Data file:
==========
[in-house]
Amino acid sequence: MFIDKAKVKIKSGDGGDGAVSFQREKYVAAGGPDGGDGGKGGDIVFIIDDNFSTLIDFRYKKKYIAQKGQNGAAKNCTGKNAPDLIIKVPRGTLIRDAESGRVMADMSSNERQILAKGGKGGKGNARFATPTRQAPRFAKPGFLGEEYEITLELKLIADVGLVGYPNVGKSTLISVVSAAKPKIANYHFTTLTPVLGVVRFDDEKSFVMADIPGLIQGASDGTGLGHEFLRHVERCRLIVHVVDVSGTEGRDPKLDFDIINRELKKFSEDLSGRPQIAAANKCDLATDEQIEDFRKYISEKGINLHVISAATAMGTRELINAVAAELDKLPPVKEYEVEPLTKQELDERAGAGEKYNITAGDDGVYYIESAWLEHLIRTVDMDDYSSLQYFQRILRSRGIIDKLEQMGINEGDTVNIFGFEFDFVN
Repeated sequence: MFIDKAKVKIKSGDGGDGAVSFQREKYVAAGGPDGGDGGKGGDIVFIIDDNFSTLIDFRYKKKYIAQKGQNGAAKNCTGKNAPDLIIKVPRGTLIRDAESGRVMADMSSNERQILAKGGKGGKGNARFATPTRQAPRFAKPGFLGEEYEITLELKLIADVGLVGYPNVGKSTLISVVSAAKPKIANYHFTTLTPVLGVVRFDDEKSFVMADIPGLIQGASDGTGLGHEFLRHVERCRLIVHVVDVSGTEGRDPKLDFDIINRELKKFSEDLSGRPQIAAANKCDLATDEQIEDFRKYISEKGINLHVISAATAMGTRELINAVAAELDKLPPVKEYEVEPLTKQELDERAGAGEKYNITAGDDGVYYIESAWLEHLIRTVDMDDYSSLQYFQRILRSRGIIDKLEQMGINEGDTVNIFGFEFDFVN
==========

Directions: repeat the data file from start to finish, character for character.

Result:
[in-house]
Amino acid sequence: MFIDKAKVKIKSGDGGDGAVSFQREKYVAAGGPDGGDGGKGGDIVFIIDDNFSTLIDFRYKKKYIAQKGQNGAAKNCTGKNAPDLIIKVPRGTLIRDAESGRVMADMSSNERQILAKGGKGGKGNARFATPTRQAPRFAKPGFLGEEYEITLELKLIADVGLVGYPNVGKSTLISVVSAAKPKIANYHFTTLTPVLGVVRFDDEKSFVMADIPGLIQGASDGTGLGHEFLRHVERCRLIVHVVDVSGTEGRDPKLDFDIINRELKKFSEDLSGRPQIAAANKCDLATDEQIEDFRKYISEKGINLHVISAATAMGTRELINAVAAELDKLPPVKEYEVEPLTKQELDERAGAGEKYNITAGDDGVYYIESAWLEHLIRTVDMDDYSSLQYFQRILRSRGIIDKLEQMGINEGDTVNIFGFEFDFVN
Repeated sequence: MFIDKAKVKIKSGDGGDGAVSFQREKYVAAGGPDGGDGGKGGDIVFIIDDNFSTLIDFRYKKKYIAQKGQNGAAKNCTGKNAPDLIIKVPRGTLIRDAESGRVMADMSSNERQILAKGGKGGKGNARFATPTRQAPRFAKPGFLGEEYEITLELKLIADVGLVGYPNVGKSTLISVVSAAKPKIANYHFTTLTPVLGVVRFDDEKSFVMADIPGLIQGASDGTGLGHEFLRHVERCRLIVHVVDVSGTEGRDPKLDFDIINRELKKFSEDLSGRPQIAAANKCDLATDEQIEDFRKYISEKGINLHVISAATAMGTRELINAVAAELDKLPPVKEYEVEPLTKQELDERAGAGEKYNITAGDDGVYYIESAWLEHLIRTVDMDDYSSLQYFQRILRSRGIIDKLEQMGINEGDTVNIFGFEFDFVN